Bloodred Dragonflies: New and Selected Poems in English and Versions from the Filipino by Jim Pascual Agustin
JIM PASCUAL AGUSTIN’S Bloodred Dragonflies is a stunning, elegiac collection that showcases Agustin’s writing across three decades. Born in the Philippines, Agustin moved to South Africa in 1994. Despite his nearly thirty years living abroad, Agustin’s poems are grounded in memories of the Philippines and express a longing for home, while also documenting his life under the Marcos regime and responding to the violence of the Duterte presidency.
In the first poem, “After the First Monsoon Rain,” Agustin describes an experience of pure joy, a boy leaping into puddles with other children after a storm. The innocence of the scene is palpable in the first two stanzas:
Doors along the narrow line of houses
empty out with children,
banana leaves bend to drop
the last beads of rain down their palms.
He is among them, this boy
with the breath of summer.
As we progress through the collection, this Blakean innocence inevitably transforms into experience, an awareness of the traumatic histories of war in his homeland and the loneliness of migration. In “Decades after the War,” the speaker sees the ghost of Japanese soldiers from World War II near his school, suggesting the unavoidable knowledge of this history: “Outlines / of shadows, transparent shapes in a huddle / round the lone water tap.” In “Seeing in the Dark,” a fortune teller gives the speaker a warning about his future, predicting the challenges he will face after leaving his home:
you will leave your country
stare loneliness in the eye
bury the dead among the living
and resurrect them unwillingly
because your hands are your way
of seeing in the dark
“Seeing in the Dark” is an ars poetica of sorts. In claiming that the speaker will “bury the dead among the living / and resurrect them unwillingly,” the fortune teller predicts the speaker’s ability to bring back the dead through poetry.
Agustin’s poems are characterized by their brevity and imagistic observations. They are reminiscent of haiku in their concision and subtlety. These poems are perfect examples of the popular creative writing dictum “show, don’t tell,” each image rife with productive ambiguity. That said, Agustin is also gifted at writing the emotionally unambiguous poem; his work is politically charged, practicing what Mahatma Gandhi called satyagraha, holding truth to power. In “Dragonflies,” a poem that contains the book’s titular line, the speaker reflects on how the Marcos regime tore down the speaker’s childhood home to build a highway named after the dictator. This poem not only demonstrates how the government displaced its people but also shows how the Marcos’s extravagance negatively impacted the natural world. He writes that the government:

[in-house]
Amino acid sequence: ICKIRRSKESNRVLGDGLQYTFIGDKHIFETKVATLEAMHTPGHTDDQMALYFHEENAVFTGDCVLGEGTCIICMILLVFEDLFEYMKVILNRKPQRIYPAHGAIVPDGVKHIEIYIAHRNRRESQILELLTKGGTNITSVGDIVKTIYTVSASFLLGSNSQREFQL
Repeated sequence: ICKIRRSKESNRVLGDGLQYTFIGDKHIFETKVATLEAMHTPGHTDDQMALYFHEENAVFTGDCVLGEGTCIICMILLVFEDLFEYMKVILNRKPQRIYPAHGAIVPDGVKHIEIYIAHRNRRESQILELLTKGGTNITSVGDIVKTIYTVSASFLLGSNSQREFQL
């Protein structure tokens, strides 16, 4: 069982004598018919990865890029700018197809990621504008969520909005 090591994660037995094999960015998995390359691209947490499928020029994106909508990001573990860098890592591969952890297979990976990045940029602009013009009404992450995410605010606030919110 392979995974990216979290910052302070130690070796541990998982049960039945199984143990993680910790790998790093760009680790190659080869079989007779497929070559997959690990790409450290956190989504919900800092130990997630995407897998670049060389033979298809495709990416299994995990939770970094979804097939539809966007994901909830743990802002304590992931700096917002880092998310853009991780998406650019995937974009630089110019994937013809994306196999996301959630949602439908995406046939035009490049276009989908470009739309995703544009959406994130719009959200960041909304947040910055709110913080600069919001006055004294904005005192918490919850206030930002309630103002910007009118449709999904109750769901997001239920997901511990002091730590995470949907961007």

built a bridge that tore the shoulders
of the river. Then they carved out the hill
that was almost a mountain.
We shook our heads at your tombstone
stretched to the horizon.
The last of the fields
where running children
would freeze in their tracks
at the sight of bloodred dragonflies.
This final image illustrates the wide-ranging damage caused by the corrupt administration. The image of the “running children” echoes the boy in the first poem, but the contrast between the sets of children is noticeable; while in the first poem, the boy freely enjoys his environment, these children are limited to “the last of the fields” and the rare glimpses of natural beauty.
Agustin also writes openly about the horrors of the Duterte administration. In “We Will Not Allow the Dead to Be Silenced,” the speaker writes: “The man who curses shall be cursed / to live forever in the stories we shall tell our children.” The poem references the thousands of people who were killed in Duterte’s so-called War on Drugs: “Though the dead may be left / unclaimed in morgues / or dumped on the side of the road, / their faces bound with packaging tape, / they will never be silenced.” As in “Seeing in the Dark,” here, the speaker “resurrects” the dead in this poem by giving voice to their suffering and implicating “the man who curses.”
Bloodred Dragonflies is a deeply visual book. The world around is described in detail and becomes Agustin’s palette; images are employed for their emotional resonance, and they’re used figuratively to communicate a feeling or idea. More than that, however, seeing and telling become a way to remember history, to resist its repetition. Many of these poems not only elegize loved ones; they also memorialize their experiences of struggle. They unsilence what the powerful wish to keep silent. During a period when free speech is being undermined and facts distorted, these poems of witness are startling and incredibly necessary.
University of Cincinnati
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